Forage-Only Diet for Horses?

As horse owners, it seems we are constantly being told something different in regards to which feed is best for our horses.  Many feed companies are now making specially formulated feeds to address problems like obesity, insulin resistance, colic, and laminitis.  But do you really need a specialized feed or a concentrate at all?  New research in equine nutrition is saying ‘no’–a forage-only or mostly-forage diet is healthiest for mature horses.

 

I made the switch to a mostly-forage diet with my horses several years ago.  I can’t say “forage-only” because I feed a small amount of soaked beet pulp (considered a forage alternative) along with something like hay pellets or rice bran (something tastier than BP) as a carrier for my minerals.  But their diets are about 98% forage.

I have my pasture and hay tested by Equi-Analytical every year so I know which minerals I need to supplement.  Many people are under the impression that forage cannot provide enough protein for their horse.  It’s simply not true.  I calculate my horses digestible energy and protein needs (as well as individual mineral needs) according to the National Research Council’s requirements for horses.  Only twice has my hay come up a bit short on protein–and that is due to the recent drought in the Midwest, no doubt.  My pasture, however, has always proven to be sufficient in protein.

Some people might be thinking, ‘my horse needs a concentrate–he’s a performance horse!’  Interestingly enough, I wrote an article for The Horse not long ago that was about a study looking at a forage-only diet for race horses.  The researchers found that there were actually some advantages to this type of diet over the traditional forage/ concentrate diet, even for race horses.

 

Here are some reasons why a forage-only diet may be best for the mature horse:

1. Forage is the horse’s natural diet; horses in the wild have thrived on it for millions of years.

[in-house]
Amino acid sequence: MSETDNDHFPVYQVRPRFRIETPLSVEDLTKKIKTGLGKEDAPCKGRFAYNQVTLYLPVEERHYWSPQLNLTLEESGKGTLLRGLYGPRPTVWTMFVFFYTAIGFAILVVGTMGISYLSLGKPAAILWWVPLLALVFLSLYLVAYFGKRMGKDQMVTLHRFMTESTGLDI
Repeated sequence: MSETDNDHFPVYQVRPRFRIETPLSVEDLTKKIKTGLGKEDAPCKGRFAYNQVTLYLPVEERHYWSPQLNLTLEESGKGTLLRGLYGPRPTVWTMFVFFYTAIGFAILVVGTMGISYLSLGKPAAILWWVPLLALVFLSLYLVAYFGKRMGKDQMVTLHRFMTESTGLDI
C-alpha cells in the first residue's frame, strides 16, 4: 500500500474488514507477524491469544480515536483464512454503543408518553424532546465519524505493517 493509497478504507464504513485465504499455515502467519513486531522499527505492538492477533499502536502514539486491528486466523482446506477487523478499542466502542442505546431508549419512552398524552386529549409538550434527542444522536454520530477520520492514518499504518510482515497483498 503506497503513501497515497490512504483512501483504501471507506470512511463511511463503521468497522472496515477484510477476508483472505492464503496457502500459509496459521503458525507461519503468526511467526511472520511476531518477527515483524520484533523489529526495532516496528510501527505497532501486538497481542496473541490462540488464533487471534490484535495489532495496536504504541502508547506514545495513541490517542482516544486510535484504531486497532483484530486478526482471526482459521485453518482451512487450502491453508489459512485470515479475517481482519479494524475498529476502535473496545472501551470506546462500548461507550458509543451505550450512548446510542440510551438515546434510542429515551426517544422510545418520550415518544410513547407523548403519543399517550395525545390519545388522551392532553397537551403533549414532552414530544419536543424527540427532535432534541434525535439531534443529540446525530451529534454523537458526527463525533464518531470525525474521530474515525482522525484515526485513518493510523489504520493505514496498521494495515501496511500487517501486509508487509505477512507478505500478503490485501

2.  The horse’s digestive system is designed to constantly digest small amounts of forage, but its relatively small stomach can’t handle large amounts of concentrates at one time.

3.  Increased forage and reduced concentrate consumption reduces your horse’s chances for colic.

4.  As shown in my article on another study, the act of eating forage (the chewing) increases salivary flow (more than eating a concentrate), which in turn helps support a healthy digestive system and reduces susceptibility to ulcers.

5.  Overconsumption of grain can lead to issues like insulin resistance,laminitis,or colic.  (Overgrazing on lush, green pasture can cause these as well–so grazing should be limited for at-risk horses.)

It’s important to note that not just any forage will suffice if you intend to feed a forage-only diet–it needs to be high quality hay or pasture.  Getting your forage tested is the only way to know for sure if it meets your horse’s nutritional needs.  Continually assessing your horse’s body condition score (BCS) can also tell you a lot.  You might be surprised to find that forage covers many nutrient needs though.  If it doesn’t, feeding individual minerals or a ration balancer would be called for.

 

Ta-ta!

 

 

 

Casie

Hi! My name is Casie Bazay. I'm a mom, a freelance writer, and a certified equine acupressure practitioner.

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